Arranging the flag around the tree the bark of the Black Oak clings to the fabric of Old Glory.  It allows me to run a finger along the long red strip at the base of the flag.  The blood shed for the cause of this flag continues to flow.  When will it ebb?  In the cause of this flag seemingly righteous blood mixes with the awful blood of innocents.  Both stain the hands and conscience of our nation.  My two sons just entering young adulthood  are  proud members of the armed forces.  One in the Navy the other in the Army.  Their blood is my blood.  They speak of  deployment to the “Sand Box” a euphemism for the conflicts in Iraq and Afghanistan.  A future raising of this flag lays on my brain like a nightmare, praying that their blood doesn’t stain the grim crimson of our national symbol.

Stepping back to examine if the flag is properly hung I notice a paint stain on the field of stripes.  The splotch of beige paint now darkly blanched was splashed from a careless paintbrush I used to coat the walls of my boyhood bedroom.  I did not take the proper precaution of removing the flag from the wall before proceeding with the task of painting.  It was a small blotch about the size of a couple of 50 cent pieces lying on a dresser drawer.  It reminds me of the gushing oil spill flowing into the pristine Gulf of Mexico.  This catastrophe will forever alter the ecology and lives of the many social and ecological communities that comprise the Gulf.  This stain will remain on our flag for many generations.  The dimensions of this disaster are still beyond measure or comprehension.  It threatens to forever alter the colorful fabric of our culture, economy and political lives.  The inexorable march of corporate power in pursuit of profit threatens to crush a sustainable human habitat.  We the people alone can call them to account and require that human needs take precedence over corporate greed.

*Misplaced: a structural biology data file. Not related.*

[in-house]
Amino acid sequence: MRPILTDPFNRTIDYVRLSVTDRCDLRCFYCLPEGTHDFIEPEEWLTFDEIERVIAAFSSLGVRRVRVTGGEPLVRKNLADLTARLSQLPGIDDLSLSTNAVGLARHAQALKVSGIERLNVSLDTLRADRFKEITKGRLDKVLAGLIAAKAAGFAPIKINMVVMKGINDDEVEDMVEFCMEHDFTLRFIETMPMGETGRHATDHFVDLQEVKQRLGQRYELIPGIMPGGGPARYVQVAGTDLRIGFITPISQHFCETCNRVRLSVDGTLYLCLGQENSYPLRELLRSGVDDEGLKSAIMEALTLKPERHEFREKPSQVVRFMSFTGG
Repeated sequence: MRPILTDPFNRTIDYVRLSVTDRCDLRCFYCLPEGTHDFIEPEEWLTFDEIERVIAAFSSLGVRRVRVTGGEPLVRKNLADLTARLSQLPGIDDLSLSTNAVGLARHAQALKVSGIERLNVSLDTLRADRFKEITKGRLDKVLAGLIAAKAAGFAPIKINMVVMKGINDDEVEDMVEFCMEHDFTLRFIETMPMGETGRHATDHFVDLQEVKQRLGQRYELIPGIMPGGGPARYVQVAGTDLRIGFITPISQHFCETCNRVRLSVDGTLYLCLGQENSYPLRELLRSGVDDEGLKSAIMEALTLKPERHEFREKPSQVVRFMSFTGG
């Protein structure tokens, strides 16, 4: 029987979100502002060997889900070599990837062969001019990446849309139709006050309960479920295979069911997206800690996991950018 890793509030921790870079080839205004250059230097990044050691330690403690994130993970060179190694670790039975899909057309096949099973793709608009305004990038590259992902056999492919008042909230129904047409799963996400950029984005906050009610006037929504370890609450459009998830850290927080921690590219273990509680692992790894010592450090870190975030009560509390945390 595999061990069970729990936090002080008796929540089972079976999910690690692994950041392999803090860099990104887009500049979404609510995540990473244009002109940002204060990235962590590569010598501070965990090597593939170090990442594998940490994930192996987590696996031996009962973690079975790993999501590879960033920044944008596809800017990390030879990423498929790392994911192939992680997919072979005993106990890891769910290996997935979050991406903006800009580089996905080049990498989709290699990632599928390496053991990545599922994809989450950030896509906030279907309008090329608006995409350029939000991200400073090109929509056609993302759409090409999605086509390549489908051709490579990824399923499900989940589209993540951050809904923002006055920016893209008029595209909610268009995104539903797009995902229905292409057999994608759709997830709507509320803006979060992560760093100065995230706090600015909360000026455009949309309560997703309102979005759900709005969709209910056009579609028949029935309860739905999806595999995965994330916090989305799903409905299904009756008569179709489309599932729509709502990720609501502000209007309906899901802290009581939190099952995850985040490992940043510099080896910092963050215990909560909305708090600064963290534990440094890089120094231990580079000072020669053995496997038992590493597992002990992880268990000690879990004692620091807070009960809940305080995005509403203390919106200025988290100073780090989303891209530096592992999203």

Yet today is not the day for a recitation of what I believe to be wrong with my country.  Readers of this blog can click  any subject on the cloud tag a get my doubled barreled critique of America’s behavior in a rapidly changing world.  But I have been struggling for the past few days about a theme for today’s post.  And it finally came to me when I was dutifully hanging the flag on this meaningful day.  I really want to believe in the correctness and goodness of my country and its people.  Its my country warts and all.  The warts are growing big and uglier everyday.  My country and countrymen have lost their way.  Two seemingly endless and pointless wars, the economic debasement of  “The Great Recession”, the egregious assault on the delicate ecological communities of the Gulf of Mexico, a voracious Falangist movement, the juggernaut of corporatism, the continual erosion of civil liberties, careless concern for social justice and rapidly accelerating slide into an aggressive self seeking raises my sense of outrage.

As a boy growing up this flag hung on the wall of my room for many years.  I put it up on my wall when I was an adolescent still playing with toy soldiers.  I was enamored with national pride by America’s WWII triumphs, John Wayne war heroics and Victory at Sea news reels.  I was a staunch Cold Warrior.  During grammar school I imagined myself dying a hero’s death as I fell in the victory over the USSR’s Red Army at the decisive battle of Washington School.  That patriotic zeal would continue throughout most of the Vietnam War springing to attention at Sargent Barry Sadler’s Ballad of the Green Berets.  On Saturday evenings I would watch the  Channel 5 News.  I can still hear the solemn grimness of the haunting trumpet dirge as the weekly Honor Roll scrolled the names of the fallen from the conflict in Southeast Asia.

As we grow the meanings of symbols change.  Symbols can never remain immutably fixed because its subject changes.  Failure to understand  this the symbol becomes a fiction of stale dogma unconnected to a living reality of real living things in an ever changing world.   Inane nationalists content to swaddle themselves in the flag believe their fervor and force of statement is the test of love of country.   But in fact these unfortunates  trod a dangerous path and in fact pose the greatest risk to the continued wellness of our nations ideals.